1) What do you see the role of an agent going forward?

Agents need to take care of all the business aspects of a client’s career. Not just selling a book to a big house. Possibly helping guide them through self-publishing, PR issues, marketing. It doesn't mean we do all those things, but we should advise about them, put them in contact with other professionals. 

2) What is the next step for the recently rejected?

Depends by who. I’d assess why. Was it the work? Do you need an edit? Are you pitching to the wrong people?  Speak with trusted advisors. maybe you queried too soon. Maybe you are relying on critique partners who can't be 100% honest with you (Your mother and your best friend are not good choices)  Maybe the genre is played out. Maybe the agent has other clients doing that kind of work.  Always remember, it's not personal. Even if I reject this one, I am always happy to see the next one. Unless you get rude or aggressive. That sticks with me. 

3) Is publishing dead or dying? 

Absolutely not. It’s a part of the entertainment world and like movies, music and TV, it’s going through major changes. There are hardly any record stores but music is thriving. People are reading more than ever. Technology and distribution are changing and we’re figuring it out.

What are some things that writers can do to maximize their chances of getting representation?

Make sure your book is as good as it can be. Also, query letters are only important to me in that they shouldn’t be terrible. Short and straight forward. Don’t be weird or special. Also, make sure I know you’re serious about marketing. Let me know if you have a following on Twitter or an internet radio show. Also, if we can meet in person at a conference, it gives me a better sense of who you are and if we can work together.

What can they do to guarantee they *WON'T* get representation? 

Write badly, act unprofessionally. Be pushy, inappropriate, unprepared, drunk. Pay attention to how others are doing, complain, have a negative attitude.


Okay... time for fun! Lightning round! Answer with your first thought!

I'm a complete fanboy over....
Joss Whedon, Aaron Sorkin and Stephen Sondheim. And Alyson Hannigan. And the West Wing. And the Beatles.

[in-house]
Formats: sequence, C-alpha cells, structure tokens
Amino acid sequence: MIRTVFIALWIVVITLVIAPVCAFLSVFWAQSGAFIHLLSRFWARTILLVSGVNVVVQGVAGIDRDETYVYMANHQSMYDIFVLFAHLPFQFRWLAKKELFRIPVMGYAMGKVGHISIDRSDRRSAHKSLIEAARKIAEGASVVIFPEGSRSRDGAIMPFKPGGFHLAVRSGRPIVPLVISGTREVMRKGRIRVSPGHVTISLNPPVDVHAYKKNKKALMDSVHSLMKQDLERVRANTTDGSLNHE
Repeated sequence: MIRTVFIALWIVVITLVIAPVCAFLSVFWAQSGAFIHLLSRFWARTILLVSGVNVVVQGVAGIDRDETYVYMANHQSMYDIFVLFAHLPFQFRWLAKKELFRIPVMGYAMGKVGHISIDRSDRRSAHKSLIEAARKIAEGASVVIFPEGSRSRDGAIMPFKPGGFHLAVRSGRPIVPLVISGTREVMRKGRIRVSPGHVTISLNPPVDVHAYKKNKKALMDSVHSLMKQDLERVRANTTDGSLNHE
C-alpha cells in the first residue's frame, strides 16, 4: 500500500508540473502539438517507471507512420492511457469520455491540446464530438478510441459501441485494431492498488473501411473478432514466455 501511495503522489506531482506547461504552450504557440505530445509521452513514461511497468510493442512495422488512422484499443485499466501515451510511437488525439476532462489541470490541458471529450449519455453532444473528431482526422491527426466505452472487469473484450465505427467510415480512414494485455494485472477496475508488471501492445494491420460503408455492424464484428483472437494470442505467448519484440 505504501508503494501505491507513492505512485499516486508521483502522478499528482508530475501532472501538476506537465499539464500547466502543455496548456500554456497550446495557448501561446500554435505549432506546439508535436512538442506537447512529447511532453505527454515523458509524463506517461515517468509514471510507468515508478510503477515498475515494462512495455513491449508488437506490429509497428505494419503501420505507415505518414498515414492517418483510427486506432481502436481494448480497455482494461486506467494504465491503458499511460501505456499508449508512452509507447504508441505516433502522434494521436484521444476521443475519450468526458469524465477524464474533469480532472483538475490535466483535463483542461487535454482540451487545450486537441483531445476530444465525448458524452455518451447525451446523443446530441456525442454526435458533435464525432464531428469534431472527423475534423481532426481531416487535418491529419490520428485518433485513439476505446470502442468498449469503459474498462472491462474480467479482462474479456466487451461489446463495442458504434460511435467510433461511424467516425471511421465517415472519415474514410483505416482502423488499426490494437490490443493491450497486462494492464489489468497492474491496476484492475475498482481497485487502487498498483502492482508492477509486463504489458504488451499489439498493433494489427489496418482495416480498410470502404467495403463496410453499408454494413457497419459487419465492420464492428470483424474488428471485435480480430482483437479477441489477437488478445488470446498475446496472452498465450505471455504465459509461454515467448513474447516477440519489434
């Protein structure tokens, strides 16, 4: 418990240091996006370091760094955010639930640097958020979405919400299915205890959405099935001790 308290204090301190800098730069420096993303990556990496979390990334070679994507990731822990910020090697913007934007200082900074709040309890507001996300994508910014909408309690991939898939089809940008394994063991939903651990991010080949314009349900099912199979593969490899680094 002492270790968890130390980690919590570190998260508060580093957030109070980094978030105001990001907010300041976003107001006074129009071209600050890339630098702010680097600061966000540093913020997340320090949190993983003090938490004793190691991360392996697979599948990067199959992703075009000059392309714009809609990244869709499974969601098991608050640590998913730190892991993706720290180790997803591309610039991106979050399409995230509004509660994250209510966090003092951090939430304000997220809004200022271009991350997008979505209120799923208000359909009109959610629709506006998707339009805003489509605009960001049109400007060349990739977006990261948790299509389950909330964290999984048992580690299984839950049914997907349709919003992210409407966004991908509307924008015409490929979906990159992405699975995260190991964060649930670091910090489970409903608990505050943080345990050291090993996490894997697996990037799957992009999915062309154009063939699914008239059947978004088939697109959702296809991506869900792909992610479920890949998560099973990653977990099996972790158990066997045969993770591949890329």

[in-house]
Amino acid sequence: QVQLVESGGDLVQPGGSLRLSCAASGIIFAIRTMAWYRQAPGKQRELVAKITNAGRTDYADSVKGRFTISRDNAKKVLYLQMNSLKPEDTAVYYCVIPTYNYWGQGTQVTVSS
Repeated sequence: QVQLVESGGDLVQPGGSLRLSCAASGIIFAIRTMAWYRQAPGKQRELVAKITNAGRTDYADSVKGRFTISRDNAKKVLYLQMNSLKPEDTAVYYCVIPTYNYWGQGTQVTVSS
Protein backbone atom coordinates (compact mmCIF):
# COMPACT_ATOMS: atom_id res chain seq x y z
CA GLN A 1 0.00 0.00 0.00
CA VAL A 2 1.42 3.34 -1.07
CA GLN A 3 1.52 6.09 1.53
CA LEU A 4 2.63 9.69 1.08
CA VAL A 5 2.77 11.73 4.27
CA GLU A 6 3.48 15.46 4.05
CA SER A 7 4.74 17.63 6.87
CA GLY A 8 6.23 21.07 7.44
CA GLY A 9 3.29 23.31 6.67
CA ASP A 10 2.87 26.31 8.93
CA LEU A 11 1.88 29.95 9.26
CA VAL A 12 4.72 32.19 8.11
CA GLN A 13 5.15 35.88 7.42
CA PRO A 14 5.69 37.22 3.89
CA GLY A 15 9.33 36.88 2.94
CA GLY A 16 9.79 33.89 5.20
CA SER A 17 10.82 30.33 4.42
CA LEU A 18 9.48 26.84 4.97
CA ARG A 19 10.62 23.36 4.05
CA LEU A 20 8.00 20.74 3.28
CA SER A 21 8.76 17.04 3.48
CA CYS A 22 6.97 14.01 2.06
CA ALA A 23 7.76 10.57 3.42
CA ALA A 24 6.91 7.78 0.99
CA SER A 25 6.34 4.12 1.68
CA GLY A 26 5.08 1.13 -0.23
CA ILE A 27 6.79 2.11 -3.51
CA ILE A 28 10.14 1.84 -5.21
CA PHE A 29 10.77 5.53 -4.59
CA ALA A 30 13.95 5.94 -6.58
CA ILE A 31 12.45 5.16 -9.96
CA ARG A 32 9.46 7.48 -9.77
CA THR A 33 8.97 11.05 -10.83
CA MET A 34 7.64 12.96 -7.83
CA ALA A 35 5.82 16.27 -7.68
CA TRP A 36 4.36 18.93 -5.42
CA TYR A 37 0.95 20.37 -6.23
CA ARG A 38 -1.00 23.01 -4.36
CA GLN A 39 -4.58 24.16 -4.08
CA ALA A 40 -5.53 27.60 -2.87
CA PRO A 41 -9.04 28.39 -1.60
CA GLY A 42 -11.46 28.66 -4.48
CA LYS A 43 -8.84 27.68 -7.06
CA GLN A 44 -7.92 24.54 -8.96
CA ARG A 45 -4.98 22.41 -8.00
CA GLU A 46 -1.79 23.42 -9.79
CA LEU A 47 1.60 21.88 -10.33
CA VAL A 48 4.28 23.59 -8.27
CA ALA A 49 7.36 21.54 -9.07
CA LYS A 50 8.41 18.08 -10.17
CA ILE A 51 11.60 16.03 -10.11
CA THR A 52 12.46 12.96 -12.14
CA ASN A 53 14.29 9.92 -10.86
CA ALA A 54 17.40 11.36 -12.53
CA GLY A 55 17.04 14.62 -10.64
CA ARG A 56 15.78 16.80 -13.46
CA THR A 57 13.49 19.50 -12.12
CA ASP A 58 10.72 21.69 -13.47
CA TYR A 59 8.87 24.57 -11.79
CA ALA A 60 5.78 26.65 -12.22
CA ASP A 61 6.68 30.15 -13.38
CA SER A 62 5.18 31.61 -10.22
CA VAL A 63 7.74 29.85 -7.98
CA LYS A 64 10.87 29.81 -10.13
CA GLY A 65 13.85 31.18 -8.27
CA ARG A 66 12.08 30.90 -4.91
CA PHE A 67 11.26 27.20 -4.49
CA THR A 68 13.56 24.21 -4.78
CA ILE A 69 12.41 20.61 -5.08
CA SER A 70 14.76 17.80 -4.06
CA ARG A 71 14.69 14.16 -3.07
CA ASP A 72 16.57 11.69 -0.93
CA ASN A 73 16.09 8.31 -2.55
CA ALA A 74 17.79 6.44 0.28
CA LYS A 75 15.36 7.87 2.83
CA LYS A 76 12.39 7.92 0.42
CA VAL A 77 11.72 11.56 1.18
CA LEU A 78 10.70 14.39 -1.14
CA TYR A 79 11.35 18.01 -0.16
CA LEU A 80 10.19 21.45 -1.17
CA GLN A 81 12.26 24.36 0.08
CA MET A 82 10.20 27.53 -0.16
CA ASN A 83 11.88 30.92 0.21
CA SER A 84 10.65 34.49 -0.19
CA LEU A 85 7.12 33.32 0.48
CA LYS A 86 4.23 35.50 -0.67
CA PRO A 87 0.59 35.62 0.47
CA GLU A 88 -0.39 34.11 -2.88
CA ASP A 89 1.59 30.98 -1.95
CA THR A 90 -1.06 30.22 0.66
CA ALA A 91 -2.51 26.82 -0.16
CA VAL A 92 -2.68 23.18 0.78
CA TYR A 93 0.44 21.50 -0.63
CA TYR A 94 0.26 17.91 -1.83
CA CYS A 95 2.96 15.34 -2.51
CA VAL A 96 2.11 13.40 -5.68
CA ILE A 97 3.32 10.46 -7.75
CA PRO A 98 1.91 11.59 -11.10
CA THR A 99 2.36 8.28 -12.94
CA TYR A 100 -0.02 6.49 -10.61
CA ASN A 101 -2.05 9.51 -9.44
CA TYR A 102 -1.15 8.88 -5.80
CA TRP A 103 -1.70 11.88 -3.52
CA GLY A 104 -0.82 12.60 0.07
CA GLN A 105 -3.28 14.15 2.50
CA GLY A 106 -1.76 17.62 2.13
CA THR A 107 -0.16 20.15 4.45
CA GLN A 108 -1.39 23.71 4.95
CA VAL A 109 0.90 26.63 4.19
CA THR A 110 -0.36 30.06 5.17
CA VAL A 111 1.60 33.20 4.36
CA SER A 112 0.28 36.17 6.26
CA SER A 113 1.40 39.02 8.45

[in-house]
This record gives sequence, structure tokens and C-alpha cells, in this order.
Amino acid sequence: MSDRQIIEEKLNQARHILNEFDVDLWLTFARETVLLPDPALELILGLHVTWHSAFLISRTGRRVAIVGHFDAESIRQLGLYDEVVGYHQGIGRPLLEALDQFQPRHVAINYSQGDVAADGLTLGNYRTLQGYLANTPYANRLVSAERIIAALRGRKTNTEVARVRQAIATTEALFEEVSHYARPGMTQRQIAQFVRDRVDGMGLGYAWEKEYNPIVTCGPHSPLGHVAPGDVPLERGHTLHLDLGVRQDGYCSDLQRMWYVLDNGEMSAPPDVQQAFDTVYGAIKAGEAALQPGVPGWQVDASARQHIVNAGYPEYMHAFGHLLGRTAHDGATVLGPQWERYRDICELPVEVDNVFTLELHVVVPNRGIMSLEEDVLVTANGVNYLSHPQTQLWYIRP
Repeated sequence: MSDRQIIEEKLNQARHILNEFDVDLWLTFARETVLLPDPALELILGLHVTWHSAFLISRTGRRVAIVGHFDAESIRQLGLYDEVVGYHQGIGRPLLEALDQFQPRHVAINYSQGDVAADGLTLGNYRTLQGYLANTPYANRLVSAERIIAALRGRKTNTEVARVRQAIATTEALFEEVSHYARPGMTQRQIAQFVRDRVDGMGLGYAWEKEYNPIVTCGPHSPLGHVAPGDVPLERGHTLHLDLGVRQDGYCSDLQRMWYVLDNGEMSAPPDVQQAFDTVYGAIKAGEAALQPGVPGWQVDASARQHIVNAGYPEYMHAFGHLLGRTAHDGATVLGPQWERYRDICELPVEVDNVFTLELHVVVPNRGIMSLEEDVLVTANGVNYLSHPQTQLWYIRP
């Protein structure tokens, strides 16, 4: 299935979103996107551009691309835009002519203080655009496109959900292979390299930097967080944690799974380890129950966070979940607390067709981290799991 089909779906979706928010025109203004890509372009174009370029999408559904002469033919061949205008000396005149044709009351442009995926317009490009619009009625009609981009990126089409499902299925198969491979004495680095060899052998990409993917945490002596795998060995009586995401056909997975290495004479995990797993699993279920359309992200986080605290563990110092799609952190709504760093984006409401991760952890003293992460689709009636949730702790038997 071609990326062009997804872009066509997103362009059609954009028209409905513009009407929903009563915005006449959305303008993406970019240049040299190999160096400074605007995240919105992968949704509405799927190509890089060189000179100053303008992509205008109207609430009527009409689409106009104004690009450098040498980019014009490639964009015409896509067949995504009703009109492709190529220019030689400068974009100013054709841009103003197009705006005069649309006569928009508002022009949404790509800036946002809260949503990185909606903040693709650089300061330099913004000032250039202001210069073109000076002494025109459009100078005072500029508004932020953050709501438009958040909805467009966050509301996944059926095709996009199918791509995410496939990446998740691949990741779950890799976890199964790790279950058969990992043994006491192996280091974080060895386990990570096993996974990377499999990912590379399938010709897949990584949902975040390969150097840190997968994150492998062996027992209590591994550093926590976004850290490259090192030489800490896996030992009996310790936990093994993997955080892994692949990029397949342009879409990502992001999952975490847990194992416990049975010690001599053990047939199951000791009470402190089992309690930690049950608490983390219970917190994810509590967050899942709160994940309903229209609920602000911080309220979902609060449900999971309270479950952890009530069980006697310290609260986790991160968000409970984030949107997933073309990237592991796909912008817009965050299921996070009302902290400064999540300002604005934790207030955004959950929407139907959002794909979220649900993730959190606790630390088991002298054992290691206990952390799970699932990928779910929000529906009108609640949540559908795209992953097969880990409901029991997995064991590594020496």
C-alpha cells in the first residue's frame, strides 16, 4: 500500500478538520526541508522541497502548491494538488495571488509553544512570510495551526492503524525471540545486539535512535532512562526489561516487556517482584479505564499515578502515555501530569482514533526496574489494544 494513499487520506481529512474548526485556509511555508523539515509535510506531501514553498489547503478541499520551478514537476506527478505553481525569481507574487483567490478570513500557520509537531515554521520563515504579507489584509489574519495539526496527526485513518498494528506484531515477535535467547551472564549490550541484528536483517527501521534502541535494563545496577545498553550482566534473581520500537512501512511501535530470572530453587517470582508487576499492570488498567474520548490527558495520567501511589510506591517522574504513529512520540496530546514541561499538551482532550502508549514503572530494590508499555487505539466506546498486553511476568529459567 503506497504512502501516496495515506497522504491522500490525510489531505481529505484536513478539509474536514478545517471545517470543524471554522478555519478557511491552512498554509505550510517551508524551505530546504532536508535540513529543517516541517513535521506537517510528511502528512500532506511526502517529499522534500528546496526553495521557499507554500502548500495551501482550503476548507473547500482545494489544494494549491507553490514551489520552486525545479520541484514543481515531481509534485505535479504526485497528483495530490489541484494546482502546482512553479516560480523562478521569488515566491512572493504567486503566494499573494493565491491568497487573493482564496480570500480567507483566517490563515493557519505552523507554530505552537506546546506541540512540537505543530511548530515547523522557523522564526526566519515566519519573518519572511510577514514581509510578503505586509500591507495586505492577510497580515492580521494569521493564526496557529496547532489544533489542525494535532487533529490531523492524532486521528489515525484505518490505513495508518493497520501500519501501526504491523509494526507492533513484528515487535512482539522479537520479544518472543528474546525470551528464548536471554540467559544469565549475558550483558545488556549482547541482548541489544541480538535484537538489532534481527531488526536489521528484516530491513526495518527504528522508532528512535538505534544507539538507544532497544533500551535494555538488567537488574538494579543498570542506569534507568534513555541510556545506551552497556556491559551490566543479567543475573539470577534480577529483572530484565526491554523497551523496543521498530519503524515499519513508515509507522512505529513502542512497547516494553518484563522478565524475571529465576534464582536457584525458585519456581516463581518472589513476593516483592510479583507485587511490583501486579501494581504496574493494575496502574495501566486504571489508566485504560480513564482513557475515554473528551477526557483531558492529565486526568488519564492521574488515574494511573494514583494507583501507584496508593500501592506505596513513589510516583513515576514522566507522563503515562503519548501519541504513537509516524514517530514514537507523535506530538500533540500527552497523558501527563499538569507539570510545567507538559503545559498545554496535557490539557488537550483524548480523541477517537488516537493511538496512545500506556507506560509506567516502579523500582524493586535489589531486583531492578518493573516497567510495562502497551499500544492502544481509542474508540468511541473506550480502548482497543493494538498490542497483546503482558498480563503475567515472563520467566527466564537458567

My guilty pleasure is....
I don’t do guilt. But I enjoy the show COPS. There’s something about drunk guys without shirts or dental hygiene getting arrested that entertains me.

My ideal client is...
Someone who writes well, has a positive attitude and isn’t afraid to ask questions and view me as a partner.

Favorite book ...
OMG, really? One book? Oy. A toss up between A Christmas Carol and Siddhartha.

Favorite movie...
Again with this. I refuse. Casablanca, Shawshank Redemption, The Big Sleep, Key Largo, Duck Soup, Annie Hall. There.

Chocolate or Vanilla?
CHOCOLATE. With chocolate stuff in it.

Stupid thing people should know about you?
I sing show tunes to my cats.

Anything you wanna add? 
I hope people remain calm and positive. They need to stop running around with their hair on fire. Books are not over. Authors are not finished. We just need to be smart and patient. 

6 comments:

Morgan said...

Fabulous interview! Mr. Ruben seems like a fantastic agent. Love the positive attitude comment, and the "Chocolate. With chocolate stuff in it" LOL. :D

L Gwenn said...

I'm a lucky gal. :D

ned said...

Great information for those of us who are looking to get published, and also wise/sage advice for professional attitudes.

Thank you for sharing this with us LG. :)

Anonymous said...

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Debra Lynn Lazar said...

Love the interview and can't wait to query Mr. Ruben myself. He had me at: CHOCOLATE. With chocolate stuff in it. ;-))